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previous state

Located in the peripheral district of Paunsdorf, Heiterblick is a typical East German prefabricated-concrete housing estate. Construction began in the 1980s on land of the Heiterblick military training camp, which gave the estate its name. However, with the fall of the Wall, it was left unfinished. The estate is in the form of a built-up peninsula surrounded by virgin woods and fields and it only meets the urban fabric of Leipzig at its southern edge, at a tangent to Permoserstraße, which directly connects it with the motorway leading to Dresden. This, combined with its physical separation from the rest of the city confers on it a certain degree of autonomy and a harmonious relationship with the territory.

aim of the intervention

Given that, in the medium term, it is not envisaged that the estate will need to expand, the administration wanted to consolidate the situation of the surrounding no-man’s land, a biotope of great natural value. This resolve responded to the twofold objective of avoiding eventual deterioration of the zone and offering the citizens of Heiterblick a place where they could meet, engage in leisure activities and be in contact with nature.


The Green Arch of Paunsdorf responds to this dual objective. It is a semicircular park that surrounds the estate, ordering and equipping the strip that is in contact with the built-up land and, beyond that, preserving the woods and fields. The project was conceived in successive and independent phases that had to be gradually undertaken in keeping with social needs and budgetary possibilities. The use of simple solutions in construction and the low intensity of built-up areas were in keeping with this approach.

A pathway around the perimeter follows the contours of the estate, establishing a well-defined limit between the built-up area and the surrounding territory. This separates into two parallel paths of different widths and flanked by long lines of trees. The inner path is four metres wide and asphalted with a view to its being used by cyclists, skaters and pedestrians. The outer path is narrower and of sandy soil. It is equipped with many benches, offering a quiet strip of land for repose and contemplation of the fields. The two paths define a polygon of rectilinear sections. At the vertexes where the sections meet, the paths open out into ample, slightly elevated terraces, belvederes that offer views over the city and its surrounds.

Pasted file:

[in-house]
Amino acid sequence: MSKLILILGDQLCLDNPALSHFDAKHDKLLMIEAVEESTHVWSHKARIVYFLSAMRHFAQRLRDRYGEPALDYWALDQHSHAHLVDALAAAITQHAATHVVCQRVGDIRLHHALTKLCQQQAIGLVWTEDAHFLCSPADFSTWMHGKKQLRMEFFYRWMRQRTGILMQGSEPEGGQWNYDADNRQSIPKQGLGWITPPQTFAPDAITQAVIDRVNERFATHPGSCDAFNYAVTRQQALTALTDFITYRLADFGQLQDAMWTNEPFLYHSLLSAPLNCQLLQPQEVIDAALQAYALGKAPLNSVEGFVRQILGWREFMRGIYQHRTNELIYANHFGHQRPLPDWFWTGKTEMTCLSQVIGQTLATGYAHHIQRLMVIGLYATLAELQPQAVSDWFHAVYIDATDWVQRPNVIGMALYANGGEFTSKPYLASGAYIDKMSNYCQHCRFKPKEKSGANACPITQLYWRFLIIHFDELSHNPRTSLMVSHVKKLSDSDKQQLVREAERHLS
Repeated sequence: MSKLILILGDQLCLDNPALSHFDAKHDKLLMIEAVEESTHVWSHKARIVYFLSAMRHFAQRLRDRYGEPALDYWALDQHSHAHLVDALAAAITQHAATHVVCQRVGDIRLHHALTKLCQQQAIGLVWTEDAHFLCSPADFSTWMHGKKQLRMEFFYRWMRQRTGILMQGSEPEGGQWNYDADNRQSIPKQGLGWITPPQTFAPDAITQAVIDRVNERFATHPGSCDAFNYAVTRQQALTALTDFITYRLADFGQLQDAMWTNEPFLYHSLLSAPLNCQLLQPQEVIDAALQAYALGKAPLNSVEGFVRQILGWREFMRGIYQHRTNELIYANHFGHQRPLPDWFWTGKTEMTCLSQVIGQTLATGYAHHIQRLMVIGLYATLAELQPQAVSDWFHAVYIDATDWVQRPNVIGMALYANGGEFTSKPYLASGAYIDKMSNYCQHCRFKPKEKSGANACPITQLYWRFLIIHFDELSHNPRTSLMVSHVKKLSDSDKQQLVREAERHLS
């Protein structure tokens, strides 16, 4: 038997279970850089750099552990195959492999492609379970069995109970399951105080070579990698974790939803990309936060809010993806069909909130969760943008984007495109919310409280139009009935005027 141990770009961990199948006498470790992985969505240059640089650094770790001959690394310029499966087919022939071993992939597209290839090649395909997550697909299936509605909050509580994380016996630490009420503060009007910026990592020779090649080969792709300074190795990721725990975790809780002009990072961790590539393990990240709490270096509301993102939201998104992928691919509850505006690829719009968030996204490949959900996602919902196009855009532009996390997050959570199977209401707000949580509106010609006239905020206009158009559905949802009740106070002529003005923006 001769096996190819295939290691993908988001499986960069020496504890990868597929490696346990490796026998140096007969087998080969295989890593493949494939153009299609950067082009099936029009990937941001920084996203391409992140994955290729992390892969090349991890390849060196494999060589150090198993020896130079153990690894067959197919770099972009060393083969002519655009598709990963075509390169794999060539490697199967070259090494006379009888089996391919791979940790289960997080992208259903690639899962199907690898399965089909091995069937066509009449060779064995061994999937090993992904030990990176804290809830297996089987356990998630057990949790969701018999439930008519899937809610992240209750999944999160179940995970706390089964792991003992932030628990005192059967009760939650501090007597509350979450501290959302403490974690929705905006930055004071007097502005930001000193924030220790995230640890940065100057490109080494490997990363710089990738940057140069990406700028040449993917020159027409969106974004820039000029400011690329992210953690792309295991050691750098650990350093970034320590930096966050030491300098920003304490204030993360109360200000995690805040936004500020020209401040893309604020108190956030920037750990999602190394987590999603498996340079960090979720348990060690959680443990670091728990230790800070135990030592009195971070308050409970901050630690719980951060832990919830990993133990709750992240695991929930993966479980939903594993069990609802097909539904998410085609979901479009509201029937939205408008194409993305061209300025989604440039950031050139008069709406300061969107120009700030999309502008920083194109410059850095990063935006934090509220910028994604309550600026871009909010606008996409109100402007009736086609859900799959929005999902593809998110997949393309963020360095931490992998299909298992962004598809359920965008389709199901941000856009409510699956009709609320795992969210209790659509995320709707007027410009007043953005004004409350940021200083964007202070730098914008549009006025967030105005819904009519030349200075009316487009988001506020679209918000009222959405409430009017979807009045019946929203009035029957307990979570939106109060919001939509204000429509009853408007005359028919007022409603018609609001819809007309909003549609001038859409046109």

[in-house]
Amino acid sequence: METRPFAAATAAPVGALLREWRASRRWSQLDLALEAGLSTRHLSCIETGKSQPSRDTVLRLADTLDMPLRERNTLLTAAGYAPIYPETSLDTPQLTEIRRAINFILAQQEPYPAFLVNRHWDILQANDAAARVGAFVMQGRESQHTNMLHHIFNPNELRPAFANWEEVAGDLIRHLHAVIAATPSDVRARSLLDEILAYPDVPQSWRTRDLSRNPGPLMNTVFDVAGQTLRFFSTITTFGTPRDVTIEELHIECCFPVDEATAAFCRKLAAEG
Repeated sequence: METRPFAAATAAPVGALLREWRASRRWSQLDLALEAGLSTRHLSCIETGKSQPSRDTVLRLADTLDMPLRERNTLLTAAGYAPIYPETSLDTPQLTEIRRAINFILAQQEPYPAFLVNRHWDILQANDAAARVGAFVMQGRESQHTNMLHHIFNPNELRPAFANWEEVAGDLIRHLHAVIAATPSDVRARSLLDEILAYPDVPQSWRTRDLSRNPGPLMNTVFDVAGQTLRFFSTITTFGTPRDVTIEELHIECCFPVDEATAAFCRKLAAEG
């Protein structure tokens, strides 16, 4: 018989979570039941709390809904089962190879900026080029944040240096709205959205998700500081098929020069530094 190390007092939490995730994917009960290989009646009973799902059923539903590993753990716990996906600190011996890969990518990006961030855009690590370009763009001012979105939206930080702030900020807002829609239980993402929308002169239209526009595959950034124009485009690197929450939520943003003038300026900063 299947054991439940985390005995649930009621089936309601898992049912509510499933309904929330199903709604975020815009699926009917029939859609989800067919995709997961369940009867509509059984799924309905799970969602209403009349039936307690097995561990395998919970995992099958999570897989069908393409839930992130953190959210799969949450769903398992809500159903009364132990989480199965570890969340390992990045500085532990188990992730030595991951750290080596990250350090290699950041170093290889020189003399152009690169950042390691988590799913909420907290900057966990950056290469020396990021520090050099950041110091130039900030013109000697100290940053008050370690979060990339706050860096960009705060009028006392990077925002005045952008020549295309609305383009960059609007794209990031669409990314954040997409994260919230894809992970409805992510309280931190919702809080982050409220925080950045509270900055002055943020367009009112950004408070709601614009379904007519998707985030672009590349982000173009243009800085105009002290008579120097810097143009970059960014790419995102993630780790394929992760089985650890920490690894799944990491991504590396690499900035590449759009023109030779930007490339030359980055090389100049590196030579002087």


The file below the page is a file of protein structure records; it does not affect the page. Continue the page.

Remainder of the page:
In this surrounding land are the Lehdenweg sports fields, games areas, slopes for sledding, walls for exhibiting graffiti and spaces for riding mountain bikes. It also gives access to the valuable natural ecosystem that surrounds the old barracks of the Heiterblick military camp, the Paunsdorf woods, the Theklae gardens and the Bürgerpark. The open fields are pasturelands for sheep, the local breed of cows and Przewalski’s wild horses.


In the nineteenth century, the walls that surrounded Leipzig were replaced by a green belt that opened up its horizons. The celebrated circular path, however, also put an end to the veto on unrestricted expansion of the city over the territory. More than a century later, at a time characterised by out-of-control construction, the Green Arch of Paunsdorf has recovered the nineteenth-century idea but with the different aim of once again precisely and specifically delimiting the built-up urban area. The result of this bold action does not entail an antagonistic counterposition of the urban reality and nature but rather their reconciliation.

In the case of Heiterblick, the town no longer gives offence to nature by turning its back on it by means of a blind wall, but neither does it debase it by physical occupation. The intervention has brought nature within the reach of its citizens, representing it in a way that is at once pedagogical and hedonistic, and calling for respect. This means that, paradoxically, the natural spaces are conserved through being subjected to large-scale use. The fact that natural space is understood as a prolongation of public space has had the effect that physical occupation has now become spiritual occupation. By means of sensitive and sustainable policy, the urbanising effect has opened up the way to a civilising effect. In other words, the “polis” has ensured that the “urbs” has become “civitas”.

David Bravo Bordas, architect

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The outer path as it passes through a field where Przewalski’s wild horses graze. © GFA_Leipzig

technical sheet

CITY: Leipzig (515,469 inhabitants)

COUNTRY: Germany




AREA: 400,000 m2

COST: 550,160 €

WEBSITE: www.greenkeys-project.ne (...)





Jens Betcke